New hard drive required?

Discussion in 'iMac' started by 3121, Dec 14, 2009.

  1. 3121 macrumors member

    Feb 7, 2007
    My mac seems to be running rather slowly! I an hear the HDD been written to like most of the time. I currently have 2 safari windows, itunes, neooffice and transmission and feels like its struggling - I get a few beachballs. I have also run verify disk from Disk Utility and get this:
    Do this mean my hard drive is on its way out?

    My system: 1.66ghz core duo. 2gb ram, 22gb free hard disk space and using Tiger 10.4.11.
  2. iBookG4user macrumors 604


    Jun 27, 2006
    Seattle, WA
    Before I would go out and get a new hard drive, I'd backup all the data and format the hard drive. Then reinstall the OS and your applications as needed, see if that speeds it up.
  3. 300D macrumors 65816


    May 2, 2009
  4. drtech macrumors newbie

    Dec 7, 2009
    Before you reformat, I would try repairing the partition. It also may or may not be caused by a failing hard drive. The spinning beach ball and slow down certainly are signs of a potentially failing hard drive, but there may be other things that could cause that as well.

    The first step is to backup your important data.

    The next step is to attempt to repair the drive. Disk Utility is reporting "minor" damage so there is a good chance Disk Utility can repair it. But, because it is the boot volume, you need to repair this from a system install disk.

    Follow the "Try Disk Utility" instructions at Essentially, you will boot to an install DVD by inserting the DVD and holding down the "C" key. Once booted, you will pick a language, and then open Disk Utility from the menu.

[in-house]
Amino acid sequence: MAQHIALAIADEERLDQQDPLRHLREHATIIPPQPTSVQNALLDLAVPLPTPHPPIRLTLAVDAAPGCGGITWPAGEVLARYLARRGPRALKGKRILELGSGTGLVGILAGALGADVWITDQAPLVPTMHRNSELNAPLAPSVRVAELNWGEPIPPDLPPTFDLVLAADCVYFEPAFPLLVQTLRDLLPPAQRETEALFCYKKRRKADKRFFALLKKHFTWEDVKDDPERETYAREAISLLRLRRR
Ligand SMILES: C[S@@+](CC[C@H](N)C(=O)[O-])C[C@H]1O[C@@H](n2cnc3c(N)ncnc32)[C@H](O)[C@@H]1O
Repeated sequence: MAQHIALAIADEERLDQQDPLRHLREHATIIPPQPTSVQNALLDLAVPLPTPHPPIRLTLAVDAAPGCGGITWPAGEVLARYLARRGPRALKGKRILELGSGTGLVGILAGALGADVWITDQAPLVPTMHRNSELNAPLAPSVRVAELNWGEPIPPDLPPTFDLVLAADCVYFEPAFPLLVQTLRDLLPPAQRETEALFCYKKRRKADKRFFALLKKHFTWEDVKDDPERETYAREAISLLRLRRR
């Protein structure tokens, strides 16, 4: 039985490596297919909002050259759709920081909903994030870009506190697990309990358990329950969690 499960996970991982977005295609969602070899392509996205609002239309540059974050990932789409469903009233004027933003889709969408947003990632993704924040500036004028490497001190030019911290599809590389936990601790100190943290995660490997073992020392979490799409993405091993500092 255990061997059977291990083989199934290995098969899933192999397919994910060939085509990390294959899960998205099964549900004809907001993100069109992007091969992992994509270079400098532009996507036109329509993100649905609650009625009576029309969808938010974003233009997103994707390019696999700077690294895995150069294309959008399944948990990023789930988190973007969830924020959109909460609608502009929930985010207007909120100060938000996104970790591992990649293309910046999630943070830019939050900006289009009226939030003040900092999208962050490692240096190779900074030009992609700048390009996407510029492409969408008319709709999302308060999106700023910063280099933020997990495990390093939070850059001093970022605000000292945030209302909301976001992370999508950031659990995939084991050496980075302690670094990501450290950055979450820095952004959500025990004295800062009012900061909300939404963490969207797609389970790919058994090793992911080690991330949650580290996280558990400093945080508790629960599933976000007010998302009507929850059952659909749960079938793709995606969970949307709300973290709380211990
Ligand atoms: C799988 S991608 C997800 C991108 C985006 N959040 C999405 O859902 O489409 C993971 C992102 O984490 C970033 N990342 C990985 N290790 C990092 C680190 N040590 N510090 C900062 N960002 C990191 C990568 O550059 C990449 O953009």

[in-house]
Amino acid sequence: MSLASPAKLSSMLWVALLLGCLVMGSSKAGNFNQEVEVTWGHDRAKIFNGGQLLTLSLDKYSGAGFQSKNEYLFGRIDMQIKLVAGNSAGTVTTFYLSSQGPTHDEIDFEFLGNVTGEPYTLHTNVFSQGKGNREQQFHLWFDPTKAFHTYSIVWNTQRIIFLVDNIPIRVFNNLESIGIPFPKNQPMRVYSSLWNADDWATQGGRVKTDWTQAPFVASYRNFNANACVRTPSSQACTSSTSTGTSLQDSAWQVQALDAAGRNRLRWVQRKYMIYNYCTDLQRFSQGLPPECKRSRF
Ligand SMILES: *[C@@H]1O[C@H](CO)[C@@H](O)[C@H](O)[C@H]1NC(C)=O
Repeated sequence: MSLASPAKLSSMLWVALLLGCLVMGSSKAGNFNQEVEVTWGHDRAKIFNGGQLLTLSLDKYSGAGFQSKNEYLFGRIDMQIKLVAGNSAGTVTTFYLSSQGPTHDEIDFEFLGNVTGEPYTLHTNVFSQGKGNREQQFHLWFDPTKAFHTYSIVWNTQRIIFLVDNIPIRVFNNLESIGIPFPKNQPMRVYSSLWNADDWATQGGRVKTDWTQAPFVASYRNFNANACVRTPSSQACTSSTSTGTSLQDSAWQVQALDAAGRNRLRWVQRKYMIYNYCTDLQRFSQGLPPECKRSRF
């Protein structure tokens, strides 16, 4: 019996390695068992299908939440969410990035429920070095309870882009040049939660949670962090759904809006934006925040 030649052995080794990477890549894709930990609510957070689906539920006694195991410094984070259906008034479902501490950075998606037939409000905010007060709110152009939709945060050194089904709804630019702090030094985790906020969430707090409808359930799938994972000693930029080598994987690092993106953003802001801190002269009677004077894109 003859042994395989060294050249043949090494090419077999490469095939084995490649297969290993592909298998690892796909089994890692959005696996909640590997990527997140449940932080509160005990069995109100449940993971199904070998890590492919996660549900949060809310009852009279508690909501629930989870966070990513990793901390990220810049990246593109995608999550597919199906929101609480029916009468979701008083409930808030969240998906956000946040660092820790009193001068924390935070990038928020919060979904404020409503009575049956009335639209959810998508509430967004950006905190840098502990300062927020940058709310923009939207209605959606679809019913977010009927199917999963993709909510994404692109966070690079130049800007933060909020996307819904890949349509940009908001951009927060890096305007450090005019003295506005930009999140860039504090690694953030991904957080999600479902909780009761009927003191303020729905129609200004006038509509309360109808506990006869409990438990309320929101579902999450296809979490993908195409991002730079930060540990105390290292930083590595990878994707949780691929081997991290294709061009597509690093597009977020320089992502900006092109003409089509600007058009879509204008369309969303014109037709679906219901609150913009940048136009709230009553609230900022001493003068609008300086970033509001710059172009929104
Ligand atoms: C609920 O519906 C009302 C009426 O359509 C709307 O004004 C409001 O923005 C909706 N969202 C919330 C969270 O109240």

Select your boot volume in Disk Utility and click "Repair Disk". It will verify the volume, attempt to repair the damage, and then reverify to determine if the damage was fixed.

    Give that a shot first. It's a simple procedure.

    You may also want to consider looking at the SMART values on your hard drive to see if there have been any reallocated sectors. You can check your hard drive with a S.M.A.R.T. analysis tool, like (not affiliated with at all). This tool gives you 5 free uses before you need to pay for it. What makes it nice, is that it shows you the individual parameters. It doesn't just mark the drive "OK" or give you just a green light.

    You are looking for the "Bad Sectors" parameters. You can see, on my hard drive they are all zeros. This is optimal. (Given my job, I'm pretty religious about changing hard drives that look like they may fail.)


    Google actually did a huge study about this and also found that any reallocated sectors often signaled an impending hard drive failure. You can see an article about the study here:

    Good luck,

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